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This Communication Breakdown Does Not Compute

, , , , , | Working | August 28, 2021

Back before the sickness overtook the land, I ended up with a job doing tech support for phones, tablets, and computers from home. They supplied a computer; I had to provide the Internet connection. The computer constantly failed to connect to the Internet — my personal devices never had any issues — and no troubleshooting or replacement computers could fix the issue for longer than maybe a day. Since tech support took two to four days to get back to me each time I called, and I wasn’t being paid when I wasn’t in the phone queue, AND I had to remain home for tech support, I quit and sent the computer back with their pre-paid label.

A month later, I am told to send the computer back or they will bill me $4,000 for it. I reply to the email with a screenshot of the courier’s tracking page showing it was delivered and signed for by [Person].

A week later, I get another email.

Company: “According to our records, the equipment that was loaned to you by [Company] in support of the contract is still in your possession. As per the loan agreement, the equipment was due in transit within forty-eight hours of end of employment.”

Me: “Your records are incorrect. As I reported in an earlier request for this computer, the computer was returned shortly after I resigned. [Courier] tracking confirms the system was shipped on [date], arrived [five days later] at 11:08 am, and was signed for by [Person]. If you are unable to locate the computer, that is your issue, not mine. I have done everything I need to return all equipment.”

The next day, I get a call from their “asset recovery department.”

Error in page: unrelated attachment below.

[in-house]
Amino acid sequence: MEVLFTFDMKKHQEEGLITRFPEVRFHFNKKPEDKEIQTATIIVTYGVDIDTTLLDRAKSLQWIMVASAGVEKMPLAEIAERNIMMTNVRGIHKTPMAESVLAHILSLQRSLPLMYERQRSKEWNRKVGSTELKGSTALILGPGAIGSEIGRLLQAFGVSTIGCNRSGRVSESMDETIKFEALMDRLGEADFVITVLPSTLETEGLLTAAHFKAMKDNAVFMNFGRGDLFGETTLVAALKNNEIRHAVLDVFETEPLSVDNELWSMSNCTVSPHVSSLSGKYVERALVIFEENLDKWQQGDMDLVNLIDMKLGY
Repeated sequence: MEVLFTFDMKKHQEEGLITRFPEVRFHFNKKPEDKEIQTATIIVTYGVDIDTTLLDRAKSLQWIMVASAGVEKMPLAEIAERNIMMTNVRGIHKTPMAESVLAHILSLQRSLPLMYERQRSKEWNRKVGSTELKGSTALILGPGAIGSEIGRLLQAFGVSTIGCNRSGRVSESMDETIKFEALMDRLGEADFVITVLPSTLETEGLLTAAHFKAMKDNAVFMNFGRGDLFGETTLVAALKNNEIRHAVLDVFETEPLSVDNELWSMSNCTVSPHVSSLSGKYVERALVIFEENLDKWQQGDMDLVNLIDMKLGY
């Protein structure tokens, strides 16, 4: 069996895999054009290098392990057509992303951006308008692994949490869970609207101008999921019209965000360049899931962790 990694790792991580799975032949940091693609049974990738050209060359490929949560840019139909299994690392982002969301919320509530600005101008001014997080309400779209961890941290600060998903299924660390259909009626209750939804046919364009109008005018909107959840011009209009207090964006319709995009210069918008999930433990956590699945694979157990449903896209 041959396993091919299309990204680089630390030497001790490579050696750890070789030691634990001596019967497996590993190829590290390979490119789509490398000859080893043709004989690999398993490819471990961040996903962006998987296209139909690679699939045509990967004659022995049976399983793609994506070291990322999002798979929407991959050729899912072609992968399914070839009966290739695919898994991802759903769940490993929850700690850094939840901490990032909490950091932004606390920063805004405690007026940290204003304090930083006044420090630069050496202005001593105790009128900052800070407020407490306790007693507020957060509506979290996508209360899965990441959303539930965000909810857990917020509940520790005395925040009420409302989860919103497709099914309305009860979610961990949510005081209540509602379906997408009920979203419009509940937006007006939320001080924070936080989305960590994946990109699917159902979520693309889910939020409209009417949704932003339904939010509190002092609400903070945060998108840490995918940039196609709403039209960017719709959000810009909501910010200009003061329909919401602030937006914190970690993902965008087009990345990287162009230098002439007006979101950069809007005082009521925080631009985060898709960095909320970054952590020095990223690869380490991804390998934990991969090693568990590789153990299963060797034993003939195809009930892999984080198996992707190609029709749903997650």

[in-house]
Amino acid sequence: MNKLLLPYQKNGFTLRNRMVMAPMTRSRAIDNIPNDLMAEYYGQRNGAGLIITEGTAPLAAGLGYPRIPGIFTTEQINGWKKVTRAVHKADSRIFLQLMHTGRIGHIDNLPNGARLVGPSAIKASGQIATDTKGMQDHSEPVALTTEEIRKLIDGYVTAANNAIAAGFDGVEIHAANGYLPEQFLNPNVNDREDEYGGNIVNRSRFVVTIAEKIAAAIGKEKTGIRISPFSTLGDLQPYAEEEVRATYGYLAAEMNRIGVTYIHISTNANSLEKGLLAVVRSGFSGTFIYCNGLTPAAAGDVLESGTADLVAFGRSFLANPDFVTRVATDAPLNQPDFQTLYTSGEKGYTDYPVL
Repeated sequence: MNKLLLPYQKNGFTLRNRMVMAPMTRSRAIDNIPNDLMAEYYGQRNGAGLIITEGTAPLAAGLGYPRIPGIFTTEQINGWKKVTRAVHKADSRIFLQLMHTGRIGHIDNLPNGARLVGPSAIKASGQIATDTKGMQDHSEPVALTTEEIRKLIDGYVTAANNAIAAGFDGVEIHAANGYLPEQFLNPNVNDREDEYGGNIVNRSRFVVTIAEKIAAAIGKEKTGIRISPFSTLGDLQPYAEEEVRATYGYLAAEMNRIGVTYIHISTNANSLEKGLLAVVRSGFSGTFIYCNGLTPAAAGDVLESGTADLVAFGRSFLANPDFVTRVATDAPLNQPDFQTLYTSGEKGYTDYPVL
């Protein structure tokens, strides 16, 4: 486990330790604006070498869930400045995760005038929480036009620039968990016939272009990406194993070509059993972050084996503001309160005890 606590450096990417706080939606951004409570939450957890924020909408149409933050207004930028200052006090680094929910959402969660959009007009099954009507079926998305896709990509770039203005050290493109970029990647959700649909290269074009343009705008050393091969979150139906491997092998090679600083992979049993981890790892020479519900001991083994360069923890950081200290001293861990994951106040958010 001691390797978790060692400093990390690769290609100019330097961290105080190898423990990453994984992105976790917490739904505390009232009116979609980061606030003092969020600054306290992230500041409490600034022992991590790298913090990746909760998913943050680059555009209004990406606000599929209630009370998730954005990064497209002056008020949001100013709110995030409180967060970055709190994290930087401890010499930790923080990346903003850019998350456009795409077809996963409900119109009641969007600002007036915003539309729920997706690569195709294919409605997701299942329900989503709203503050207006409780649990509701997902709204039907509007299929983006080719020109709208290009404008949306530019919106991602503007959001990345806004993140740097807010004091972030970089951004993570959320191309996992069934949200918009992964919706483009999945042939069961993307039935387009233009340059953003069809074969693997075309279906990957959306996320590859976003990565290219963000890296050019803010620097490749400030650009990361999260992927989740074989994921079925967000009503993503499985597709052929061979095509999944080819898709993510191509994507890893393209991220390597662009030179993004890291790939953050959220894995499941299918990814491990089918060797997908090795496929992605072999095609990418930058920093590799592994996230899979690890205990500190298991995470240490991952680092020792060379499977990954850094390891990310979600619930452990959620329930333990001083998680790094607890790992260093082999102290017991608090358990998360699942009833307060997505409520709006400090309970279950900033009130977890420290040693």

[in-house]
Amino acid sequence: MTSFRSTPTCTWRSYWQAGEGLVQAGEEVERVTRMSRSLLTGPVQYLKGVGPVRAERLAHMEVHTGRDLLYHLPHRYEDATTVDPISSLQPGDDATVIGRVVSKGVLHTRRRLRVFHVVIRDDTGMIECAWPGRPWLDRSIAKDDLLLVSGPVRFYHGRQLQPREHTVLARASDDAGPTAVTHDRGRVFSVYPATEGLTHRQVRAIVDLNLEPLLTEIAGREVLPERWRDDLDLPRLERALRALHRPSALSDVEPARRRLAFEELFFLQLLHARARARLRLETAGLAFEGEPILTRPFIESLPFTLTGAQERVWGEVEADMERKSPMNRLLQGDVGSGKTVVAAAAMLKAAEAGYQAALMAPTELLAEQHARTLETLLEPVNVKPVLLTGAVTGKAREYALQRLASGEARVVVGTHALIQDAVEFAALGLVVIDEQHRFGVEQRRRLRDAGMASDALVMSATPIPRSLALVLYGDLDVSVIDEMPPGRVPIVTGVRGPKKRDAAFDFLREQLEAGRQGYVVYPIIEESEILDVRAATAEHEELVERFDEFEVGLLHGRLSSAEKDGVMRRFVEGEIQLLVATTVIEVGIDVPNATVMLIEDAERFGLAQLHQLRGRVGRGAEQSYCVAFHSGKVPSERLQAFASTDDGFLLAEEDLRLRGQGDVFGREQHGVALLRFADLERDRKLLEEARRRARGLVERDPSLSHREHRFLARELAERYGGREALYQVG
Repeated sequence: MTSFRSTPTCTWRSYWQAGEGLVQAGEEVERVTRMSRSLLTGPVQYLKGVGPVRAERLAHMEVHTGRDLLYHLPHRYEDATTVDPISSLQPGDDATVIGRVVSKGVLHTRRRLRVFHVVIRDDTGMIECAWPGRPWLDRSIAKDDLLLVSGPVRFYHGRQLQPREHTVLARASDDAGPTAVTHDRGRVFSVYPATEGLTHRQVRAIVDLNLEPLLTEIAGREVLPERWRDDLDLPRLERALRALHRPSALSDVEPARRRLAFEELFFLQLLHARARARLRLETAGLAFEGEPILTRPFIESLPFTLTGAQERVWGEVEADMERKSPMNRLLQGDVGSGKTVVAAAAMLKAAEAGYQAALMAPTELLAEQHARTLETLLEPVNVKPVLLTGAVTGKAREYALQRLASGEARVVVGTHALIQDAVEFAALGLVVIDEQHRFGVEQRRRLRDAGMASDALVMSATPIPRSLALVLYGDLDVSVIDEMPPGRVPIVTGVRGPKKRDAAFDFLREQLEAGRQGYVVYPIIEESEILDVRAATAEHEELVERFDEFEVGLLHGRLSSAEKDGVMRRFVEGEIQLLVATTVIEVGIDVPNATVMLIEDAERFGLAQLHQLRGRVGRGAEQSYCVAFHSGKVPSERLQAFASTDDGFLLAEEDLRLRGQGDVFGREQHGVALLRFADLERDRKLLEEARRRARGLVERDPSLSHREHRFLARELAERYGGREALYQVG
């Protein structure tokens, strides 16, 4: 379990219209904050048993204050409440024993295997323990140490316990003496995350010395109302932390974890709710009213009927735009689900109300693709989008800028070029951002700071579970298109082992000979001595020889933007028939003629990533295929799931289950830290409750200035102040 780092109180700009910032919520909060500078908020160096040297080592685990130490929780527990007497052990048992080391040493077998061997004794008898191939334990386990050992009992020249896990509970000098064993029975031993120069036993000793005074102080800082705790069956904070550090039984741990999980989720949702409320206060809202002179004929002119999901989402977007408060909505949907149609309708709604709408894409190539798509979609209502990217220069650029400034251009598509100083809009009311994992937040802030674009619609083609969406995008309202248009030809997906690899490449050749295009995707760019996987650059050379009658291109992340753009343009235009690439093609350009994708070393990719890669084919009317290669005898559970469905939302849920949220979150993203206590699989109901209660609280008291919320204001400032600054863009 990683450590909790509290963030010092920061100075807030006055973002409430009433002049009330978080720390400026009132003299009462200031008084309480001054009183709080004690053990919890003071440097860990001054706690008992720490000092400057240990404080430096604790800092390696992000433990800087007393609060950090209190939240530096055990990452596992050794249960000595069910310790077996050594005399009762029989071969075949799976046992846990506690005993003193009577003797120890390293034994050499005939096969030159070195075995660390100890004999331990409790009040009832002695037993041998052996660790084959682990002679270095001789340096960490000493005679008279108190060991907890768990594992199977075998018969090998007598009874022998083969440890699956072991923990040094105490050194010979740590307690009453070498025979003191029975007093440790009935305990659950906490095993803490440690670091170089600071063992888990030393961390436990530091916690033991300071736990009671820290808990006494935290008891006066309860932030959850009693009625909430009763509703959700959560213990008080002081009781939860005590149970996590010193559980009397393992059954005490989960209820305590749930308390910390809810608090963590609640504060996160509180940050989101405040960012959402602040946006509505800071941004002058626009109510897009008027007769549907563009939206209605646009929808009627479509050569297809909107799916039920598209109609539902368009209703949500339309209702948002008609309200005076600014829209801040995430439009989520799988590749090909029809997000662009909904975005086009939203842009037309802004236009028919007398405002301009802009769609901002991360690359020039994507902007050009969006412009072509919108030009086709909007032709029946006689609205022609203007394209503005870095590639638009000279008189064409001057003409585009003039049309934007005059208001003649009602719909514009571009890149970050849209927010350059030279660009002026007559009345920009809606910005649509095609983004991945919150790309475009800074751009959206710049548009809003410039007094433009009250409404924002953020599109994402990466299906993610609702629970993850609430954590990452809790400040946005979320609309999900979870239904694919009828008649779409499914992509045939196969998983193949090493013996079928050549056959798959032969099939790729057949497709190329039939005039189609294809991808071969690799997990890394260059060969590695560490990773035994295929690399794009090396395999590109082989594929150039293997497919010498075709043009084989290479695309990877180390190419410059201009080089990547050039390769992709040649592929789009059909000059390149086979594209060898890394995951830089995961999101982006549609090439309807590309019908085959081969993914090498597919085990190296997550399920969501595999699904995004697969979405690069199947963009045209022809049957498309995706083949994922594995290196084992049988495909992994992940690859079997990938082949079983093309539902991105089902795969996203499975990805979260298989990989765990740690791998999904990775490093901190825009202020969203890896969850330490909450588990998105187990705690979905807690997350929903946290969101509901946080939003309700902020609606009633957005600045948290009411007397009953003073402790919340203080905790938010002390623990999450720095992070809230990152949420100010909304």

Asset Recovery: “If you don’t send the computer back or pay $4,000 within twenty-four hours, we will put it on your credit report and report you for theft.”

I’m already irritated.

Me: “Look, your company is populated with idiots. I sent the computer, I’ve sent the tracking information three different times, and I’ll send it to you again.”

I get the email address for this person and send it again.

Me: “It was shipped, tracked to your warehouse, and signed for by [Person]. What happened after [Person] signed for it is your problem, not mine, and if I hear any more from you other than, ‘Have a nice day,’ I’m sending all my documentation from my experience in this job to my lawyer.”

Asset Recovery: “Can you hold, please?”

Me: “Yes.”

Asset Recovery: “I’ve closed the issue and marked the computer as returned. You won’t hear from us again.”

I actually won my unemployment case against this company based on unconscionable behaviour and constructive dismissal. Because of those issues, in my final three weeks, I maybe worked and got paid for about four hours of work; the rest was spent twiddling my thumbs.